Collaborating Authors

Genetic biomarker for cancer immunotherapy


T cells eliminate pathogens by recognizing foreign proteins that are expressed on the cell surface (antigens). T cell activation in response to antigen occurs for a controlled period of time and is stopped by the expression of immune checkpoint proteins (1). Allison and colleagues proposed that antibody blockade of these proteins would enable prolonged T cell responses against cancer cells (2). The preclinical and clinical data that emerged using antibodies against two immune checkpoint proteins, cytotoxic T lymphocyte-associated protein 4 (CTLA4) and programmed cell death receptor-1 (PD-1), led to a paradigm shift in oncology as the treatment of some patients with these drugs led to tumor regression and durable survival for more than a decade (3). But as more patients with various types of cancer have been treated with immune checkpoint therapies, an enduring problem is to identify which patients are likely to respond.

Plants take the splice to the fight


Signal Transduction Plants transiently activate immune responses using layers of diverse regulatory mechanisms. This strategy minimizes any potential damage from an overly active protective response. Dressano et al. discovered in the model plant Arabidopsis that when an immune response was activated, the plant's immunoregulatory RNA binding protein (IRR) became dephosphorylated. Dephosphorylation altered IRR's interaction with messenger RNA transcripts, including that of calcium-dependent protein kinase 28 (CPK28), a key negative regulator of pattern recognition receptor signaling complexes. CPK28 is acutely regulated by changes in calcium concentration and its own phosphorylation state. However, altered splicing results in the expression of a truncated CPK28 protein that cannot bind calcium, and thus an enhanced immune response can be triggered. Nat. Plants 6 , 1008 (2020).

The Rise of Cancer Immunotherapy - Issue 65: In Plain Sight


Every time Jim meets a patient, he cries," Padmanee said to The New York Times in 2016. "Well not every time," Jim added. Jim Allison and Padmanee Sharma work together at the MD Anderson Cancer Center in Houston, Texas, having met in 2005 and married in 2014. A decade before they met, Allison and his lab team made a seminal discovery that led to a revolution in cancer medicine. The hype is deserved; cancer physicians agree that Allison's idea is a game-changer, and it now sits alongside surgery, radiation, and chemotherapy as a mainstream option for the treatment of some types of cancer. In 2004, 22-year-old Sharon Belvin was diagnosed with stage IV melanoma--skin cancer that had already spread to her lungs--and was given a 50/50 chance of surviving the next six months. Chemotherapy didn't work for her and her prospects looked bleak. "I've never felt that kind of pain," she later recalled, " ... you are lost, I mean you're lost, you're absolutely out of control, lost." All other options exhausted, she signed up to an experimental clinical trial testing a new drug based on Allison's idea. After just four injections over three months the tumor in her left lung shrunk by over 60 percent. Over the next few months, her tumors kept shrinking and eventually, after two and a half years of living with an intense fear of dying, she was told that she was in remission--her cancer could no longer be detected. The treatment doesn't work for everyone but, Allison says, "We're going to cure certain types of cancers.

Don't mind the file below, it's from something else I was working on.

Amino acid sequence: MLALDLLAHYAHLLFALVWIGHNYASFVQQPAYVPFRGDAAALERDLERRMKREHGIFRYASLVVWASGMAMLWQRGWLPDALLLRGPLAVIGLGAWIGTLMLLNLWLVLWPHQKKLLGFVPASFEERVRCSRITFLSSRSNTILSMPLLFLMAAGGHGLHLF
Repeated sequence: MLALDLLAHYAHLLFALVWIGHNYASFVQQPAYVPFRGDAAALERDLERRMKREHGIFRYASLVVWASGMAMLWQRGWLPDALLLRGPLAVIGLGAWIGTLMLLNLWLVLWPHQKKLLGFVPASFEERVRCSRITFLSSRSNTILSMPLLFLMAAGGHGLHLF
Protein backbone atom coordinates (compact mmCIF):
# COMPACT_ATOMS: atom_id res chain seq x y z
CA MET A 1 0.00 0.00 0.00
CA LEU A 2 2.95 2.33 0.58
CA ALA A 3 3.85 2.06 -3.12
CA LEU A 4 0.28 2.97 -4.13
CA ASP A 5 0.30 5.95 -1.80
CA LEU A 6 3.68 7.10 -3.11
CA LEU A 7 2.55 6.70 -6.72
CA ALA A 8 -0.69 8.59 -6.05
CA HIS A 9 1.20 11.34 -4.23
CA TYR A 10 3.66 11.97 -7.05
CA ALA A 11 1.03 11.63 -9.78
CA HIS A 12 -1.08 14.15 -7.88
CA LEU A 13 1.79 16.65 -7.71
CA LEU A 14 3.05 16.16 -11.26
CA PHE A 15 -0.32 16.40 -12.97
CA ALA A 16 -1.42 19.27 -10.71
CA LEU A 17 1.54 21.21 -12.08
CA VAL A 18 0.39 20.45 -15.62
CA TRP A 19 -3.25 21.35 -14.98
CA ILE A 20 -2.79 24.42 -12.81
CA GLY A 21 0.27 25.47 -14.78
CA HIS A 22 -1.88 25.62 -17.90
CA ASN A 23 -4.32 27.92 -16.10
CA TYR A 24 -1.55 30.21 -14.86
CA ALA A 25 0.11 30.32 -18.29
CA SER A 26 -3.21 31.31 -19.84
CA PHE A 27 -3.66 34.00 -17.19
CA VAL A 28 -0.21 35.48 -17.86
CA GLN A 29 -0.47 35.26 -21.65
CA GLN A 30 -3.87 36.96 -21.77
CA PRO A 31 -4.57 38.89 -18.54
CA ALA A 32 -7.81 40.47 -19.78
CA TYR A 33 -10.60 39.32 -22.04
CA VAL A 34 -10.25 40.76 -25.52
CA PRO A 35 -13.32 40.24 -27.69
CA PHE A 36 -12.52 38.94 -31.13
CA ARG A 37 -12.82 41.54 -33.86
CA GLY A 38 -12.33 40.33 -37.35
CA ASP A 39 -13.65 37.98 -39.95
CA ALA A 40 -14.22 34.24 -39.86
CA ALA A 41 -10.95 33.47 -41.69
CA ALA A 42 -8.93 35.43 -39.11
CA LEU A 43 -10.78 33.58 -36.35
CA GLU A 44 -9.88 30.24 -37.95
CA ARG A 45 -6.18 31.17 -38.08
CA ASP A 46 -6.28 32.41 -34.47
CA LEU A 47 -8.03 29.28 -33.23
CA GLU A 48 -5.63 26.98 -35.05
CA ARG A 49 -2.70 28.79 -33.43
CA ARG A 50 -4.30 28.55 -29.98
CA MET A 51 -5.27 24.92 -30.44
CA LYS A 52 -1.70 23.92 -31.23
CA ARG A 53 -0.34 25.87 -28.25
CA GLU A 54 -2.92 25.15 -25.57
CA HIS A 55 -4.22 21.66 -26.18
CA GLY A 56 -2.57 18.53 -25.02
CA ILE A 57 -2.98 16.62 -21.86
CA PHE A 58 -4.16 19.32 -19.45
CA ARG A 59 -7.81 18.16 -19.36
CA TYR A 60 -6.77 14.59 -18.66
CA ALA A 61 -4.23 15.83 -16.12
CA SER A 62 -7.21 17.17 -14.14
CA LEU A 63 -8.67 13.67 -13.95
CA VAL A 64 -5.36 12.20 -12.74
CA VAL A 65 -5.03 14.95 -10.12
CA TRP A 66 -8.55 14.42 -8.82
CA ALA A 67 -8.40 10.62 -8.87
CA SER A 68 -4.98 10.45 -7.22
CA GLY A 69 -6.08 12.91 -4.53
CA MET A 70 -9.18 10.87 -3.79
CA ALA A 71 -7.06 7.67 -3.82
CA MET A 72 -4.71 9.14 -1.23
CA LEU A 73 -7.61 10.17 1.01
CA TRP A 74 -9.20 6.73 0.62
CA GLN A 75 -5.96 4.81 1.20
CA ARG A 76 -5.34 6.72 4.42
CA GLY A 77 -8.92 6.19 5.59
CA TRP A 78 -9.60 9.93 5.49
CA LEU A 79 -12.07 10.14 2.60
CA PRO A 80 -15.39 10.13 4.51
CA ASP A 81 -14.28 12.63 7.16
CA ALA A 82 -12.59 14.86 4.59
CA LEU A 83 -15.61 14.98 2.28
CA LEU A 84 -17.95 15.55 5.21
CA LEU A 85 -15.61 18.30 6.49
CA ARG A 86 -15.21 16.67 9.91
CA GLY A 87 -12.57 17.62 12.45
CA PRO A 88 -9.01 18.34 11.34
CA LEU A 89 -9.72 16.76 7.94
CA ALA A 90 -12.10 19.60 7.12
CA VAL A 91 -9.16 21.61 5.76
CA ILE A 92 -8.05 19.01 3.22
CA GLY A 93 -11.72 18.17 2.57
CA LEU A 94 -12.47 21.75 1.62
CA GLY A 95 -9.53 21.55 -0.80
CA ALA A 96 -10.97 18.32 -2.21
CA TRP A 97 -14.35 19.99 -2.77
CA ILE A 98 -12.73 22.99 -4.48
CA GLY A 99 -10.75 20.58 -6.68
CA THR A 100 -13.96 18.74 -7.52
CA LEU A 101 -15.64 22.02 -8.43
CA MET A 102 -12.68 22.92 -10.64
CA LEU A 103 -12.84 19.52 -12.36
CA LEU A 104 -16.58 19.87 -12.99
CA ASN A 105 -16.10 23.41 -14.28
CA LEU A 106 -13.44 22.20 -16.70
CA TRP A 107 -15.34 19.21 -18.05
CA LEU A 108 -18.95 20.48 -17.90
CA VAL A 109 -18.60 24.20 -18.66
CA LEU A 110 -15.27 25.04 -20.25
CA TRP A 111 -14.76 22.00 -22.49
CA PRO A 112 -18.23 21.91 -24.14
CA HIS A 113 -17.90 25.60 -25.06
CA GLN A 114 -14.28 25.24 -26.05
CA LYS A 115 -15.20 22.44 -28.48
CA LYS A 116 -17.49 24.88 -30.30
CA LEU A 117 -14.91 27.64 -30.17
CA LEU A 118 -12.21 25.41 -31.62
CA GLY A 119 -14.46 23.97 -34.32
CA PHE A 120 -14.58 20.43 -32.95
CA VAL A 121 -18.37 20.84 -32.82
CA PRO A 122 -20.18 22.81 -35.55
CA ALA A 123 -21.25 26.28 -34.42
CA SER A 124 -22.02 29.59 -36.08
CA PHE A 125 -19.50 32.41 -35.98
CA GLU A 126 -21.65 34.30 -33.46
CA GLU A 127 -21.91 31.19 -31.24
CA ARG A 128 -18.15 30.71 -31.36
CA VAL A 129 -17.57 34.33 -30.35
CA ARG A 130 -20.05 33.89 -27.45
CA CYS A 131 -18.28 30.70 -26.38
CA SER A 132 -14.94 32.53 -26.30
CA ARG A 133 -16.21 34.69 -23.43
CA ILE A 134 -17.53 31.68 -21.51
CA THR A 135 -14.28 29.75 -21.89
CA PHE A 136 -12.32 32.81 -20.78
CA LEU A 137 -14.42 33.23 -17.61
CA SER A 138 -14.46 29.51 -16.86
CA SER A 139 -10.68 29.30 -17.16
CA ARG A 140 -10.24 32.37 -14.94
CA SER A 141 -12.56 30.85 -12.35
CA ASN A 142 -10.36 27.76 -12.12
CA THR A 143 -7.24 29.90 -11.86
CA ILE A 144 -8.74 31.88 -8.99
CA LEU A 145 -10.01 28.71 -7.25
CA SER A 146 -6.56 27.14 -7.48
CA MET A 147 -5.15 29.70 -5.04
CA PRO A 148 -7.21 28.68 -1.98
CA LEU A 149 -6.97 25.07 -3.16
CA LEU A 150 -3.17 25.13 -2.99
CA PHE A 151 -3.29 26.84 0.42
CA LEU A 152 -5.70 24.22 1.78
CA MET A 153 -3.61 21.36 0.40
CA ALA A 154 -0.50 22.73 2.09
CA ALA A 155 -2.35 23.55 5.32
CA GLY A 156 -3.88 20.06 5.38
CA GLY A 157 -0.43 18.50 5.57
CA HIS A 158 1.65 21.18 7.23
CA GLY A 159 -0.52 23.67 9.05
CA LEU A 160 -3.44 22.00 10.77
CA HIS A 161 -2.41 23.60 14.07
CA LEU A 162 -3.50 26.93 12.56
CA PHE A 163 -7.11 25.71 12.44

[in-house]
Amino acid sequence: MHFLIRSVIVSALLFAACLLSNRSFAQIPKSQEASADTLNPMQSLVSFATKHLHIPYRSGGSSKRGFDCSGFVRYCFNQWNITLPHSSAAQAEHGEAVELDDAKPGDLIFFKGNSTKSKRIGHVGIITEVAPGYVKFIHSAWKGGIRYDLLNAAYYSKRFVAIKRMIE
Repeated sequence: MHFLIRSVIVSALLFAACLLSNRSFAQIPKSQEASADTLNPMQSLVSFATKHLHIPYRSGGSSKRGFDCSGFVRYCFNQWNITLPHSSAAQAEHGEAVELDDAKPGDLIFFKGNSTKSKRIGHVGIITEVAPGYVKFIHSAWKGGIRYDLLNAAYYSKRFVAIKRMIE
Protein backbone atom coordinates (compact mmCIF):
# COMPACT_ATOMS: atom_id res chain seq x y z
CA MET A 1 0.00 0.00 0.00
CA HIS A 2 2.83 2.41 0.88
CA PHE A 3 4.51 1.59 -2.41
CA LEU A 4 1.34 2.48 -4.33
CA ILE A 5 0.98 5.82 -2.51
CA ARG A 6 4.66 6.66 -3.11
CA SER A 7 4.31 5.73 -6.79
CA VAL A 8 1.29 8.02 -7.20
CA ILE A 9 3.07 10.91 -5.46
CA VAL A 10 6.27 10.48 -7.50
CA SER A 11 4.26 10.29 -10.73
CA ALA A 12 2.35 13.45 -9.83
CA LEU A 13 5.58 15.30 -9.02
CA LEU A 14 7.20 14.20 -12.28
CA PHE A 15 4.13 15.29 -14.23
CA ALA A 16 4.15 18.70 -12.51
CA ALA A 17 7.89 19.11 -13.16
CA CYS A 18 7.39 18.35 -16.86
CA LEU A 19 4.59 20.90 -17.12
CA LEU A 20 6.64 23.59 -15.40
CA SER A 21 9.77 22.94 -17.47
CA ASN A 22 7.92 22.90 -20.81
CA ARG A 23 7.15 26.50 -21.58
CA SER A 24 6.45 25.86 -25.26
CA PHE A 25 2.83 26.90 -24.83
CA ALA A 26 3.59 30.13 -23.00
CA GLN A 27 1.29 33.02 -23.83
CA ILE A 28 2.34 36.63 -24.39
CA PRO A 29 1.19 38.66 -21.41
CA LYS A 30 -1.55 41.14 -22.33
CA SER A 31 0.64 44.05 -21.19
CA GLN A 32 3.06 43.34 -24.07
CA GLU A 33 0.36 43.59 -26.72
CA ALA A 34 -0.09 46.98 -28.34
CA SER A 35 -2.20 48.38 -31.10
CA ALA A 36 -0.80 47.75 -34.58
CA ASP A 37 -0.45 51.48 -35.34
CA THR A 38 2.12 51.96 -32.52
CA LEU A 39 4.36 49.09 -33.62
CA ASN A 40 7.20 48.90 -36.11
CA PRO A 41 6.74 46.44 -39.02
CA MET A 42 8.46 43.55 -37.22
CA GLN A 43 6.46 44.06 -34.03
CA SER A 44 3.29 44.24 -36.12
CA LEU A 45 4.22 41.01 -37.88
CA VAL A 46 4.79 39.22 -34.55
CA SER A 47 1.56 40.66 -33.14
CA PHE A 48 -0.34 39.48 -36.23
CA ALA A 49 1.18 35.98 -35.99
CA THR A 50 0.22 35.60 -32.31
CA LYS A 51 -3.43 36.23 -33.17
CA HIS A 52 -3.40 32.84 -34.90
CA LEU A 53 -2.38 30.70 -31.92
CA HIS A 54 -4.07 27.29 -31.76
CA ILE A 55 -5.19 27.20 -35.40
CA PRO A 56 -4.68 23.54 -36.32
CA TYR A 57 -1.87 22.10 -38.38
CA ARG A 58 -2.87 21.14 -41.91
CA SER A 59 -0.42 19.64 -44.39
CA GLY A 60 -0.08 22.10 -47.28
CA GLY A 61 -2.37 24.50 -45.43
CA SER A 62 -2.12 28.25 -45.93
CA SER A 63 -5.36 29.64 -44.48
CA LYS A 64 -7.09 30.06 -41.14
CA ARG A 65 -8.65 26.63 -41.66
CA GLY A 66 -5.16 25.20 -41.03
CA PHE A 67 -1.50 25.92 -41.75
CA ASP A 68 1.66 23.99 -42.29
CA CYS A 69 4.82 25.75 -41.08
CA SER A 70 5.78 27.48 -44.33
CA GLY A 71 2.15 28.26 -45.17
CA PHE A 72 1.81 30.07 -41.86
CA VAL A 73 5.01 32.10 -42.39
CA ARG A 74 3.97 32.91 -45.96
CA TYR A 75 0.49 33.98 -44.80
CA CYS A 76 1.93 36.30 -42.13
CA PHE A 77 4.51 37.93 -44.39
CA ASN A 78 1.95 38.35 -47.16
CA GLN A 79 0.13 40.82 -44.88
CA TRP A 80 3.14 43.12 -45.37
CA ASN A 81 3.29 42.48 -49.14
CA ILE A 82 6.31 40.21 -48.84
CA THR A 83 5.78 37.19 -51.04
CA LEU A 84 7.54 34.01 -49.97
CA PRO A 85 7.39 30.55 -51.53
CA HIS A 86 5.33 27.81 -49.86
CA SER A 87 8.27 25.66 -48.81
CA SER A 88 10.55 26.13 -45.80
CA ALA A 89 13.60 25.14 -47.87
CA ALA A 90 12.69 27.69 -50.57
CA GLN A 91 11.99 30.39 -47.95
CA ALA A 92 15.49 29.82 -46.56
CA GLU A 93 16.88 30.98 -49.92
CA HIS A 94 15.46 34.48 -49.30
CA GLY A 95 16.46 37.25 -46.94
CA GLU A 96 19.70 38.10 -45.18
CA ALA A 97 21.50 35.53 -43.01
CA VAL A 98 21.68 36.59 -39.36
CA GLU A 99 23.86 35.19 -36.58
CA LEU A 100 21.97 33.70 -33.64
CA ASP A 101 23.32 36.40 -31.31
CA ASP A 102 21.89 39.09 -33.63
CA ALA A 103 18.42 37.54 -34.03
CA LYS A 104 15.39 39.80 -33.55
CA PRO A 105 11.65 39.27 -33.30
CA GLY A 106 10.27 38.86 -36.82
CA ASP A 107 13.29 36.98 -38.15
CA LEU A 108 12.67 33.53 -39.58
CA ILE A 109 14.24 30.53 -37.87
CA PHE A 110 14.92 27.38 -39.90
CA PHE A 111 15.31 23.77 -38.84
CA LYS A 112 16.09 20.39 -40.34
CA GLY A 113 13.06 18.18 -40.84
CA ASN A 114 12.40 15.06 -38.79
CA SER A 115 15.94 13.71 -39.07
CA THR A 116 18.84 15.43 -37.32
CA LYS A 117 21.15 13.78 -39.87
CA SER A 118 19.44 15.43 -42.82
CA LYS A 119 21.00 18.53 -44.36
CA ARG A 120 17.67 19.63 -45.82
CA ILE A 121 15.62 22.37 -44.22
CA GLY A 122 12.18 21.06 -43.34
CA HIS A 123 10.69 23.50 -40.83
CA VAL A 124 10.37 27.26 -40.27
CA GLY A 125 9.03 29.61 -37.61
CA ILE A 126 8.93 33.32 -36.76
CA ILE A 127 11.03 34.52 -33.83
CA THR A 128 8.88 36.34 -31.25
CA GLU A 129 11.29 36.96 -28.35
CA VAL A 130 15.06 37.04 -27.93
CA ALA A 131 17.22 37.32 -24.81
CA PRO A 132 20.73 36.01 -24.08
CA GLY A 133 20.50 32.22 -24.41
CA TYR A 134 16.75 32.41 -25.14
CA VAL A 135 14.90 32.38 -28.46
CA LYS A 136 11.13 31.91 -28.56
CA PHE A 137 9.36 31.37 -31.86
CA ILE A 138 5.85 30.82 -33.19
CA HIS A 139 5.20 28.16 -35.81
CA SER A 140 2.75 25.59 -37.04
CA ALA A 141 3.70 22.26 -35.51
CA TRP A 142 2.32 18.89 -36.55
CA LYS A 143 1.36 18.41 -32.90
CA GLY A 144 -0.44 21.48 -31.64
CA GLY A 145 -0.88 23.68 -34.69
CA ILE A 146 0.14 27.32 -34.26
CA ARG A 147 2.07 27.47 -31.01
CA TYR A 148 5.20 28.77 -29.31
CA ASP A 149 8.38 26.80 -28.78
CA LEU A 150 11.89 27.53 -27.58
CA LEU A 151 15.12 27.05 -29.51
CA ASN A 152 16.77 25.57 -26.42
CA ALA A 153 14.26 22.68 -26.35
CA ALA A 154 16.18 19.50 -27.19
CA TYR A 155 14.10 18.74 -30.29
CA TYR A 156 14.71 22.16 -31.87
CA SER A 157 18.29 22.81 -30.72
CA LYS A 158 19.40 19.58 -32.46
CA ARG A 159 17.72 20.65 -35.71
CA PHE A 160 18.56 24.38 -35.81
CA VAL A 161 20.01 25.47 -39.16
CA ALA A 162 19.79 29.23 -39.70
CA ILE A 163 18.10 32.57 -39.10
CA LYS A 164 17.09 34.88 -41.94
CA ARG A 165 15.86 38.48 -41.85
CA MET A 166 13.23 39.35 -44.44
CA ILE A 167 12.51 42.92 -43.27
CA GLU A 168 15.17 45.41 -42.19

From COVID-19 to Cancer, Could mRNA Carry the Answer?


The Pfizer and Moderna vaccines for COVID-19 are making headlines as preliminary data show they are 90 to 95% effective against the spread of the virus. The vaccines are made not with live virus like, for example, the measles vaccine. Instead, they use a molecule called mRNA (messenger ribonucleic acid) to prompt the immune system to mount a response against the virus. If mRNA can trigger an immune response against COVID, what about cancer? "There's lots of different tricks that cancer cells and tumors use to get around the immune system,' Dr. Ryan Sullivan, an oncologist at Massachusetts General Hospital tells SurvivorNet.

Your Roommate Is Changing Your Immune System - Facts So Romantic


Our veins are swimming with immune cells of many different kinds. Some bear the memory of previous infections, in case we should encounter them again; some are actively fighting invaders; others are merely on the look-out. Counting all of the varieties of cells and what molecules they are producing gives researchers a profile of someone's immune system. In a study of more than 600 people, published recently in Nature Immunology, just such an analysis revealed that people's immune systems are incredibly stable over time--even getting a vaccine or a stomach upset changed things only briefly, before the immune cells returned to normal. It also showed that almost the only thing that will change a given person's normal seems to be living with a partner.